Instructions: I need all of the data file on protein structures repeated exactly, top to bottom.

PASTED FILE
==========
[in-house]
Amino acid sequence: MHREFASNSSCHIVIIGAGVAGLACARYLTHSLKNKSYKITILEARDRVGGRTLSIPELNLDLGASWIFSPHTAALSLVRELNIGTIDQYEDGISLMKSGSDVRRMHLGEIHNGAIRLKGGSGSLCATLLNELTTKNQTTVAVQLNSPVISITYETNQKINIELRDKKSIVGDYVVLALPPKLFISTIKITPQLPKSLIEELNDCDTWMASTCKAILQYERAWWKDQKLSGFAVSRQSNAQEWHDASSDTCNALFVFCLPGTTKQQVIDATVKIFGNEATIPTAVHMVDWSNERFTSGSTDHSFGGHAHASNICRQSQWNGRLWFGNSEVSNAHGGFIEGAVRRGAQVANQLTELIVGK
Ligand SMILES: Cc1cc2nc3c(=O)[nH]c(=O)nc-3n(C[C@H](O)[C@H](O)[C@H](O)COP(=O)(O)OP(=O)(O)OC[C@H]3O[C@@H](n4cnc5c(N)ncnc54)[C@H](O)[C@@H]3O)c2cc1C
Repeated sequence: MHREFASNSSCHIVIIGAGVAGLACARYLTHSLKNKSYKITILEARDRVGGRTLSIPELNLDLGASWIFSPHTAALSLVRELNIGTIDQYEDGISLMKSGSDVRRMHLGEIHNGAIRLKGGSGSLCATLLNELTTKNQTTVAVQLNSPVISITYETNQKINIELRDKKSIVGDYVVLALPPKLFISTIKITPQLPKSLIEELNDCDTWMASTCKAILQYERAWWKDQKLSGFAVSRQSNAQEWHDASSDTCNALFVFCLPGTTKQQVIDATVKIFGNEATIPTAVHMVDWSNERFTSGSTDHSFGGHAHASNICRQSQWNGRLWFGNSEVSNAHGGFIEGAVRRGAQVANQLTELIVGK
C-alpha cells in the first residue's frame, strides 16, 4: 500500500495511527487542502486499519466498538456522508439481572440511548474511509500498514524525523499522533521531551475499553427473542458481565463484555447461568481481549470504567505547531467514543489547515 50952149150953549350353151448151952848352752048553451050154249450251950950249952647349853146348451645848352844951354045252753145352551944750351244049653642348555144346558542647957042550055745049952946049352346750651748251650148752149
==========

[in-house]
Amino acid sequence: MHREFASNSSCHIVIIGAGVAGLACARYLTHSLKNKSYKITILEARDRVGGRTLSIPELNLDLGASWIFSPHTAALSLVRELNIGTIDQYEDGISLMKSGSDVRRMHLGEIHNGAIRLKGGSGSLCATLLNELTTKNQTTVAVQLNSPVISITYETNQKINIELRDKKSIVGDYVVLALPPKLFISTIKITPQLPKSLIEELNDCDTWMASTCKAILQYERAWWKDQKLSGFAVSRQSNAQEWHDASSDTCNALFVFCLPGTTKQQVIDATVKIFGNEATIPTAVHMVDWSNERFTSGSTDHSFGGHAHASNICRQSQWNGRLWFGNSEVSNAHGGFIEGAVRRGAQVANQLTELIVGK
Ligand SMILES: Cc1cc2nc3c(=O)[nH]c(=O)nc-3n(C[C@H](O)[C@H](O)[C@H](O)COP(=O)(O)OP(=O)(O)OC[C@H]3O[C@@H](n4cnc5c(N)ncnc54)[C@H](O)[C@@H]3O)c2cc1C
Repeated sequence: MHREFASNSSCHIVIIGAGVAGLACARYLTHSLKNKSYKITILEARDRVGGRTLSIPELNLDLGASWIFSPHTAALSLVRELNIGTIDQYEDGISLMKSGSDVRRMHLGEIHNGAIRLKGGSGSLCATLLNELTTKNQTTVAVQLNSPVISITYETNQKINIELRDKKSIVGDYVVLALPPKLFISTIKITPQLPKSLIEELNDCDTWMASTCKAILQYERAWWKDQKLSGFAVSRQSNAQEWHDASSDTCNALFVFCLPGTTKQQVIDATVKIFGNEATIPTAVHMVDWSNERFTSGSTDHSFGGHAHASNICRQSQWNGRLWFGNSEVSNAHGGFIEGAVRRGAQVANQLTELIVGK
C-alpha cells in the first residue's frame, strides 16, 4: 500500500495511527487542502486499519466498538456522508439481572440511548474511509500498514524525523499522533521531551475499553427473542458481565463484555447461568481481549470504567505547531467514543489547515 50952149150953549350353151448151952848352752048553451050154249450251950950249952647349853146348451645848352844951354045252753145352551944750351244049653642348555144346558542647957042550055745049952946049352346750651748251650148752149